Swiss Stocks Snap Four-Day Rally; UBS, Credit Suisse Decline

Swiss stocks fell for the first time in five days as investors speculated that the European Union may withhold Greece’s next aid payment, increasing the risk that it will default.

UBS AG (UBSN), Switzerland’s biggest bank, dropped 1.9 percent after saying its loss from unauthorized trading was more than it had first reported. Credit Suisse Group AG plunged 6.2 percent. Swiss Life Holding AG (SLHN), the country’s largest life insurer, slid 3.6 percent. Temenos Group AG (TEMN), the banking-software maker, slumped 7.4 percent after Morgan Stanley lowered its recommendation for the stock.

The Swiss Market Index (SMI) of the largest and most actively traded companies declined 1.7 percent to 5,360.56 at the 5:30 p.m. close in Zurich. The SMI has tumbled 20 percent from this year’s high on Feb. 18 as the Swiss franc’s strength curbed exports and concern mounted that the global economic recovery is stalling. The broader Swiss Performance Index also lost 1.7 percent today.

Stocks around the world rallied last week after Germany and France said Greece will remain a euro member and the European Central Bank announced coordinated measures with the Federal Reserve to ensure the region’s lenders have enough dollars.

“The markets don’t believe anymore that Greece can meet the conditions, but investors still hope for a good solution,” said Roland Schuermann, a trader at Luzerner Kantonalbank AG. “Uncertainties just remain and that is poison for the stock markets.”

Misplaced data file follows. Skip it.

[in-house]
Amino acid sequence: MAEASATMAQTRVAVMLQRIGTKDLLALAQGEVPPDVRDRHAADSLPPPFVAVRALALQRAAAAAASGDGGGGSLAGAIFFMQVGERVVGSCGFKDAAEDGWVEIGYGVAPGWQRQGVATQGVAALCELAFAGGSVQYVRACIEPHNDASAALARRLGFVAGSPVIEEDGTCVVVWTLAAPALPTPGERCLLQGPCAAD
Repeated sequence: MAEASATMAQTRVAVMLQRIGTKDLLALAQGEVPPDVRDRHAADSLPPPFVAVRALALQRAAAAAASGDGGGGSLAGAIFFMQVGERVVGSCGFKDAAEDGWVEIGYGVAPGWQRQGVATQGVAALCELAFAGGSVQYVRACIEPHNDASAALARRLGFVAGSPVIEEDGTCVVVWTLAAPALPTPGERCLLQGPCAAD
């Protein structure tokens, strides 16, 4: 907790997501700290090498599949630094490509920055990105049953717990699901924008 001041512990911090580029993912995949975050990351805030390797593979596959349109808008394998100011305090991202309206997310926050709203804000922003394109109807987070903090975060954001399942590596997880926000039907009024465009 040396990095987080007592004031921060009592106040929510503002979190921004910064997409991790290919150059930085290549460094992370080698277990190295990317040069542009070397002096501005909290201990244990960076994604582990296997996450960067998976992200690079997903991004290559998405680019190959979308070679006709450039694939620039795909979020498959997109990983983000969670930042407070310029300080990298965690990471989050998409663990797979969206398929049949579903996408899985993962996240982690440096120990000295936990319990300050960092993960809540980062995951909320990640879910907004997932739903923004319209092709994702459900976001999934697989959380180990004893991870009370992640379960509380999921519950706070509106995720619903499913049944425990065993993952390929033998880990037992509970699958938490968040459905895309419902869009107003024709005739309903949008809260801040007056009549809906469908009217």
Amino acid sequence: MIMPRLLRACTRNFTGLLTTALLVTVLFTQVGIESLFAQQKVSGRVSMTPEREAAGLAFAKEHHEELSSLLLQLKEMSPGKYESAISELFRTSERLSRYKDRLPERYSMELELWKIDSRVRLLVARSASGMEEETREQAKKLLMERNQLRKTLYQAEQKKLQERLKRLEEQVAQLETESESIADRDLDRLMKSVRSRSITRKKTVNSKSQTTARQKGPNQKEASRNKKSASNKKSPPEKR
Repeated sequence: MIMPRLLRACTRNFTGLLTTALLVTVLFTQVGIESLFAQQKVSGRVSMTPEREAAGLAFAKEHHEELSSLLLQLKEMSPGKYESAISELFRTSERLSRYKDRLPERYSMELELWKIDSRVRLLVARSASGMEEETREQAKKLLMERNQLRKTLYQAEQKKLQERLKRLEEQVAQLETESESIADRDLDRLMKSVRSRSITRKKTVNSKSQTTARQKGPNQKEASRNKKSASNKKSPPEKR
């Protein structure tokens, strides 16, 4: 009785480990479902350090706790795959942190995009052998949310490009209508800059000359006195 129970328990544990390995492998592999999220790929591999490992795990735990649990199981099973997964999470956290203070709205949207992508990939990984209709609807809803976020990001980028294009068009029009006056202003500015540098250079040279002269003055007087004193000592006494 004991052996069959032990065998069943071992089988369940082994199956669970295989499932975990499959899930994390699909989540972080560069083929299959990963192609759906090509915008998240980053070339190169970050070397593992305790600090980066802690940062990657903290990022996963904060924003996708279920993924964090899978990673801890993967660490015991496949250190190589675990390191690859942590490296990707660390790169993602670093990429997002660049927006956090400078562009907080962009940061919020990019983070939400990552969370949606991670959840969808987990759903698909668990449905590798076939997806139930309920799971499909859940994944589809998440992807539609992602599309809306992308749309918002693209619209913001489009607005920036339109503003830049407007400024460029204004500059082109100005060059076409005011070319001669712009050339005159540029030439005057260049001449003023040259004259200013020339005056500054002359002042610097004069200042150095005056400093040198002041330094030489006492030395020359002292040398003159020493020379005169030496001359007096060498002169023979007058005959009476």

Greek Aid Payment

In Greece, international monitors will assess whether Prime Minister George Papandreou can meet the conditions of rescue loans. European Union and International Monetary Fund inspectors hold a teleconference call today with Greece’s finance minister, Evangelos Venizelos, to judge whether the government is eligible for next month’s aid payment.

“Evidence is needed of a more stable economic environment and a lasting solution to the euro-zone crisis before any rally in equities can be sustained,” Dirk Wiedmann, chief investment officer at Rothschild Private Banking & Trust in Zurich, wrote in a note to clients today.

UBS declined 1.9 percent to 10.07 Swiss francs after the bank said its loss from unauthorized trading amounted to $2.3 billion, more than the lender initially reported, while Chief Executive Officer Oswald Gruebel dismissed calls to step down.

The loss, first estimated on Sept. 15 at $2 billion, came from trading in S&P 500, DAX and Euro Stoxx index futures in the past three months, the Zurich-based bank said in an e-mailed statement yesterday. UBS made the latest disclosures on Sept. 18, two days after London police charged a 31-year-old trader with fraud and false accounting.

Credit Suisse Falls

Credit Suisse Group AG (CSGN) retreated 6.2 percent to 21.31 francs for the worst performance on the SMI, while Julius Baer Group Ltd. (BAER), the 121-year-old wealth manager, fell 2.7 percent to 29.26 francs.

Swiss Life slid 3.6 percent to 98.30 francs as a gauge of European insurers was among the worst performers of the 19 industry groups in the Stoxx Europe 600 Index. Zurich Financial Services AG (ZURN), Switzerland’s largest insurer, slipped 4.2 percent to 167 francs and Swiss Reinsurance Co. fell 4.7 percent to 39.20 francs.

Temenos slumped 7.4 percent to 14.35 francs, its lowest price in a month, after Morgan Stanley downgraded the stock to “equal weight” from “overweight” and cut its price estimate for the company’s shares to 17 francs from 25 francs.

Swatch Group AG (UHR), the world’s largest watchmaker, declined 3 percent to 369.70 francs and Cie. Financiere Richemont SA, the owner of the Cartier brand, sank 3.9 percent to 47.22 francs.

To contact the reporter on this story: Corinne Gretler in Zurich at cgretler1@bloomberg.net

To contact the editor responsible for this story: Andrew Rummer at arummer@bloomberg.net

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